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Mural Project Helps Beautiful Corner Of West Baltimore

Stacy M. Brown | 8/17/2018, 6 a.m.
Bon Secours, which plans to celebrate its 100th anniversary in 2019, was treated to a colorful mural that stands out ...
Bon Secours, which plans to celebrate its 100th anniversary in 2019, was treated to a colorful mural that stands out along the corner of Payson and Baltimore streets in West Baltimore by Maryland Institute College of Art (MICA) graduates Whitney Frazier, her partner Crystal Dunn, and other volunteers. Frazier said that the goal of the mural project was to beautify the brutalist, concrete wall that previously greeted the local residents each morning as they step out of their doors. Jourdan Taylor

Bon Secours Family Care Center has a new fun wall thanks to Maryland Institute College of Art (MICA) graduates Whitney Frazier, her partner Crystal Dunn, and other volunteers.

The facility, which plans to celebrate its 100th anniversary in 2019, was treated to a colorful mural that stands out along the corner of Payson and Baltimore streets in West Baltimore.

Frazier, an interdisciplinary artist, educator, arts administrator and activist who lives in the city, says she enlisted the help of Michael Rosenband, who helps organize community projects on behalf of Bon Secours.

“The Bon Secours mural design was inspired by the universal and ephemeral image of a sunrise— celebrating our interconnectedness,” said Frazier, who since relocating to Baltimore in 2002 has developed her community arts practice in neighborhoods throughout the city. “The goal of the mural project was to beautify the brutalist, concrete wall that previously greeted the local residents each morning as they step out of their doors.”

Bon Secours officials say they were seeking an artist and mural design that could engage a group of volunteers from Grace Lutheran Church in the process of painting. Frazier said all turned out as planned.

“But, this was a very tricky wall because of its deep corrugated shape, so the design needed to be flexible and adaptable. My mural designs are not ‘paint by number,’ which allows for some intuitive playfulness and interpretation on the wall while honoring the overall deliverables,” Frazier said. “Sometimes this approach can make volunteers or assistant painters a bit uncomfortable because they would like to be guided with more exactness but I believe that it allows for a richer overall outcome that isn’t contrived or stale.”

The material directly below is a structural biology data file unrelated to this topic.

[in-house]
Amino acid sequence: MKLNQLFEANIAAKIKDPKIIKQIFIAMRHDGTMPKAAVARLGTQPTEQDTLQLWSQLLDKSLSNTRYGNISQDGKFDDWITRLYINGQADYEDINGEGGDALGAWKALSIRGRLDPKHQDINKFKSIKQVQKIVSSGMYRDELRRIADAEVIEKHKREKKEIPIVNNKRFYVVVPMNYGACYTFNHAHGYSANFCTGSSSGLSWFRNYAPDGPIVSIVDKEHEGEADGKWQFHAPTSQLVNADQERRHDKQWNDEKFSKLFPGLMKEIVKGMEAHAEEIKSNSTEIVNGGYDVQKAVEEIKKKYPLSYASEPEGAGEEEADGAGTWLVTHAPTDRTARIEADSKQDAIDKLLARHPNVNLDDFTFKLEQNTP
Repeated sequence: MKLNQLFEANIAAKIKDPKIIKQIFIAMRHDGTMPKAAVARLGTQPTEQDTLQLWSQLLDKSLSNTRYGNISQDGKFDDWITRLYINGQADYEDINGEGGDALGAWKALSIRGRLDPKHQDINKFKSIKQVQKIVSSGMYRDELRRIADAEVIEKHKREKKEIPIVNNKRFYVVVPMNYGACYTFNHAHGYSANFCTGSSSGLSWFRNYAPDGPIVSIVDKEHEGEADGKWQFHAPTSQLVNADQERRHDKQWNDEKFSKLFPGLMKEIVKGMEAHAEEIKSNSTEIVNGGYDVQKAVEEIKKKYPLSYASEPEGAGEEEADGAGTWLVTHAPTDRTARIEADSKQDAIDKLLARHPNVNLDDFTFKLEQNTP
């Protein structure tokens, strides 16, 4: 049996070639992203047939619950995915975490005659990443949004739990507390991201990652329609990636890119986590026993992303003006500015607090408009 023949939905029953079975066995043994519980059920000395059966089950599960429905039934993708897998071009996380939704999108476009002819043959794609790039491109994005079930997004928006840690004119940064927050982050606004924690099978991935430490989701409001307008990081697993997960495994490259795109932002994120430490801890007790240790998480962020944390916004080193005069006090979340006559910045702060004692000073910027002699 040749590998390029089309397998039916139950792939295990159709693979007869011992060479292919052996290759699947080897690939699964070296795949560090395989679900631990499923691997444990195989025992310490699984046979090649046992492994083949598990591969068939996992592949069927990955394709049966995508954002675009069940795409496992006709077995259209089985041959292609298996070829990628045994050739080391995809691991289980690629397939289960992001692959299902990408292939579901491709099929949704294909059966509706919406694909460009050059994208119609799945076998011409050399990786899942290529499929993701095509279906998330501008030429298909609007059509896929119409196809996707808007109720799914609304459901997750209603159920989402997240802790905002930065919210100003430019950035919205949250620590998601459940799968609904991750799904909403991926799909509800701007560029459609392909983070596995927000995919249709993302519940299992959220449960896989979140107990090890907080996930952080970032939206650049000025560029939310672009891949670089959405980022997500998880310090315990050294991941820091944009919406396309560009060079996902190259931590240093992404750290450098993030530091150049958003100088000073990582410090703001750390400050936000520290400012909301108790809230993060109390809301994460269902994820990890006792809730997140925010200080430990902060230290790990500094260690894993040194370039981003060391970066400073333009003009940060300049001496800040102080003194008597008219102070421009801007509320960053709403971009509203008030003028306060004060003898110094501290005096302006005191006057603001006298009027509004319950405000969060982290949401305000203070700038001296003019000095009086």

Lauren Gilson, assistant artist; Sharon Redmond, photographer; Crystal Dunn, lead artist; Michael Rosenbrand, volunteer coordinator/community engagement; Marian Simms, assistant artist.

Jourdan Taylor

Lauren Gilson, assistant artist; Sharon Redmond, photographer; Crystal Dunn, lead artist; Michael Rosenbrand, volunteer coordinator/community engagement; Marian Simms, assistant artist.

All of the painters, including Frazier and Dunn; and organizers, and directors are local artists who enjoy a personal investment in beautifying Baltimore neighborhoods. Each put their “passion and their own sweat into making it look nice,” Frazier said.

“This was the first mural project that I was not on site for the entirety of the painting process. My painting partner, Crystal Dunn, and two assistant artists, Lauren Gilson and Marian Simms, facilitated the 15 to 20 volunteers for three days and then I came in to paint the final layers and logo,” Frazier said. “It was challenging to let go of directly overseeing the painting process but I really enjoyed putting the final touches on the project and seeing my design come to fruition. I had a very talented and dedicated team.”

Whether she is creating murals, videos, performances or paintings, Frazier says she believes that through a collaborative process, art has the ability to create social justice and strengthen communities.

“My mural painting practice is rapidly growing and evolving into a sustainable portion of my overall artistic practice. Crystal Dunn and I are currently designing murals for the Bon Secours urban farm at Fayette and Fulton Avenue, and we will continue to seek opportunities to hire local artists of color to co-design and execute culturally relevant murals in Baltimore neighborhoods and beyond,” said Frazier, who also teaches a freshman foundation studio course at MICA, and social justice programs for youth in the city and county.

She does it all from a unique perspective. “As a white artist, mother, educator and long term resident of Baltimore city with an MFA in Community Arts and a BFA in painting from MICA,” Frazier said. “I acknowledge my privilege and I am grateful for the numerous community partners, Baltimore residents and colleagues that have invited me into their neighborhoods and homes to hear their stories and work towards a more just and equitable city for everyone.

“I deeply love the work that I do in Baltimore and I have always felt welcomed into all of the communities that I have worked with over the past 15 years.”

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Bon Secours Mural